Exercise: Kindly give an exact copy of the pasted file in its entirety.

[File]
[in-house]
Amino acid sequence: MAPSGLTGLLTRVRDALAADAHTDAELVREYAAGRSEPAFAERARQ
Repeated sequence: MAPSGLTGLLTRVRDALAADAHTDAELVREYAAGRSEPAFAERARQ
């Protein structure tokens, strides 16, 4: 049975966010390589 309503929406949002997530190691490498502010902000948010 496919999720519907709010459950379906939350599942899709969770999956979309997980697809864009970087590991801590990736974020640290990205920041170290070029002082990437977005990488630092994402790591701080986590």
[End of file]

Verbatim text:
[in-house]
Amino acid sequence: MAPSGLTGLLTRVRDALAADAHTDAELVREYAAGRSEPAFAERARQ
Repeated sequence: MAPSGLTGLLTRVRDALAADAHTDAELVREYAAGRSEPAFAERARQ
């Protein structure tokens, strides 16, 4: 049975966010390589 309503929406949002997530190691490498502010902000948010 496919999720519907709010459950379906939350599942899709969770999956979309997980697809864009970087590991801590990736974020640290990205920041170290070029002082990437977005990488630092994402790591701080986590």